From the NYT:
Much has been written about “good enough” marriages, but what of “good enough” houses in “I guess we have to live somewhere” neighborhoods?
This is the story of a family who began with low expectations and then fell in love.
In 2016, Amanda and Alain de Beaufort were renting an apartment with a garden in Sunset Park, Brooklyn, where they had access to a new school with a Spanish/English program for their two children. (Mr. de Beaufort, 49, is from Colombia.) The family had achieved urban-suburban balance in a community they treasured. They were happy.
Then one day, their landlord sold the building for cash and gave them a month to pack up and move out.
“OK, we’ll just buy something in Sunset Park,” Ms. de Beaufort, 46, recalled saying, before making the cruel discovery that no affordable properties remained in the neighborhood. The couple cast their eyes on nearby Bay Ridge, Brooklyn. They flirted with Westchester County.
They did not consider New Jersey. “It wasn’t cool,” Ms. de Beaufort said.
Soon, she was sleeping on the sofas of friends as she house-hunted, while her husband and children bunked at her parents’ home in New Hampshire. In this precarious state, they succumbed to a campaign waged by a friend in Maplewood, N.J., who described that township, about 20 miles west of New York City, as a cross-Hudson-River extension of Brooklyn. (At least one newspaper article has made the same comparison.)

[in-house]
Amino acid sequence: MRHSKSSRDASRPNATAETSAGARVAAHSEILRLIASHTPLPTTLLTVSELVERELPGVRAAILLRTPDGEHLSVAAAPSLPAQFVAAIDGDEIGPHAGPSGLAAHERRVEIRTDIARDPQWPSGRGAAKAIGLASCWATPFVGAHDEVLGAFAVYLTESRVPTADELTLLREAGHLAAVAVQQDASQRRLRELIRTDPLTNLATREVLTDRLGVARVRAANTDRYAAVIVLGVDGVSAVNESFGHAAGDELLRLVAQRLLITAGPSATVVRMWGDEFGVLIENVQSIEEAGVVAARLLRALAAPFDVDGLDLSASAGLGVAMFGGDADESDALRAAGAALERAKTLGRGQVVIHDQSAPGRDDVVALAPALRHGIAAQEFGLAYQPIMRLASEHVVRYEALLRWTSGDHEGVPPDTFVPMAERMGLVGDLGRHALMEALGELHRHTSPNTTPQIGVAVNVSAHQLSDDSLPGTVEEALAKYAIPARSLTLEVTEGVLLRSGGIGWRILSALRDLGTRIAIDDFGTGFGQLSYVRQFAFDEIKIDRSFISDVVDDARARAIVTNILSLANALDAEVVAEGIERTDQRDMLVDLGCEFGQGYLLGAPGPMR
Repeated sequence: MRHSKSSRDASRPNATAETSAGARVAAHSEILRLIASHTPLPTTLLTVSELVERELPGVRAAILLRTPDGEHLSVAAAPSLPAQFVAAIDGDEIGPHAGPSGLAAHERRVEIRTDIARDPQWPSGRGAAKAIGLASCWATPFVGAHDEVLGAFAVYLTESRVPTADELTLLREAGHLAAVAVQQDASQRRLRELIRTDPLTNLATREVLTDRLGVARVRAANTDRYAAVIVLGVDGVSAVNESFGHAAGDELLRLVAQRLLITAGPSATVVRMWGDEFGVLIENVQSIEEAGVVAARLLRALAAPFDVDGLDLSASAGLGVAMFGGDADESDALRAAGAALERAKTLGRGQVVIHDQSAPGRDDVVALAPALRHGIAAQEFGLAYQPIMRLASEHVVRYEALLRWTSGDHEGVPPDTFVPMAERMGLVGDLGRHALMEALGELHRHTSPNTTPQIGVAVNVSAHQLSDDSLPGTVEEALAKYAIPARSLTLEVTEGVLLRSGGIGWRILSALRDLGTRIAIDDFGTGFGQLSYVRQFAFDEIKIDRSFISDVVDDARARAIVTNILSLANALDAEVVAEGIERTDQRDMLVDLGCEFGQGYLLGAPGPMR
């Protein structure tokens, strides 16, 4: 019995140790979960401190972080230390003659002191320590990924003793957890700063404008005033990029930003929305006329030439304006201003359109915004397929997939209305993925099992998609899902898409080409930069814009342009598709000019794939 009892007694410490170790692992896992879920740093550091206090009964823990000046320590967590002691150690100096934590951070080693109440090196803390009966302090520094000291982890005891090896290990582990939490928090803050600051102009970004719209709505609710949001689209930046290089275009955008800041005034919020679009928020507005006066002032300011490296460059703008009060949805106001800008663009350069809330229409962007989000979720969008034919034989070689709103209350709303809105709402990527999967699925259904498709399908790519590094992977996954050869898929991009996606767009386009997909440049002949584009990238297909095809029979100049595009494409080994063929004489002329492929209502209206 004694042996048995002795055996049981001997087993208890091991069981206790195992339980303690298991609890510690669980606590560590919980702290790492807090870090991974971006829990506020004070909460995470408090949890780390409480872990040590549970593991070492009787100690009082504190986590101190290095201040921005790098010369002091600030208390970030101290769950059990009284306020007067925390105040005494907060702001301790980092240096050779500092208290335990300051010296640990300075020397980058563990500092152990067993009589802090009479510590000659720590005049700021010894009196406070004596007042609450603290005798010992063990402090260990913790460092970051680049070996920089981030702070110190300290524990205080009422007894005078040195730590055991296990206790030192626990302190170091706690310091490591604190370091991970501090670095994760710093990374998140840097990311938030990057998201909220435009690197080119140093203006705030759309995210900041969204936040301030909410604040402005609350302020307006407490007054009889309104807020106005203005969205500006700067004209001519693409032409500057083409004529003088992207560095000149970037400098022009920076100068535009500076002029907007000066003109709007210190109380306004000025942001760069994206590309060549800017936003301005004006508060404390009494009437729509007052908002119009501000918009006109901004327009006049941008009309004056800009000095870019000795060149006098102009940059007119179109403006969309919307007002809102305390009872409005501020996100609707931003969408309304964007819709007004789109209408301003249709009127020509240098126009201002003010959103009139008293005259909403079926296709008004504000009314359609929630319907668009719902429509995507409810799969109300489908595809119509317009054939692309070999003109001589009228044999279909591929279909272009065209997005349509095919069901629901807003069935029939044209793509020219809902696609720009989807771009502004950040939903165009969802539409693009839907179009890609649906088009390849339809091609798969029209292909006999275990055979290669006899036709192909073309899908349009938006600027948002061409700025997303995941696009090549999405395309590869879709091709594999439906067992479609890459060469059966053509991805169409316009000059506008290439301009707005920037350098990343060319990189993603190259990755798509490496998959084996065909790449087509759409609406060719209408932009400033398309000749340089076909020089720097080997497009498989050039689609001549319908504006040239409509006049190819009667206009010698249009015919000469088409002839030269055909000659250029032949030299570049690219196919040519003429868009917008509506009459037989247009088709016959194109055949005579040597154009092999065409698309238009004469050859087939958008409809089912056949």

The couple bought a small house on a pretty, tree-lined street in Maplewood and declared it their not-forever home.
If they were going to move to the suburbs, they thought, they might at least enjoy ample space. But the 1923 colonial was roughly 900 square feet, with three tiny bedrooms and a sliver of backyard — smaller than New York City apartments they had occupied. Furthermore, its previous owner, whom Ms. de Beaufort described as “a DIY guy,” had a fondness for murky colors and copious, awkwardly placed storage nooks.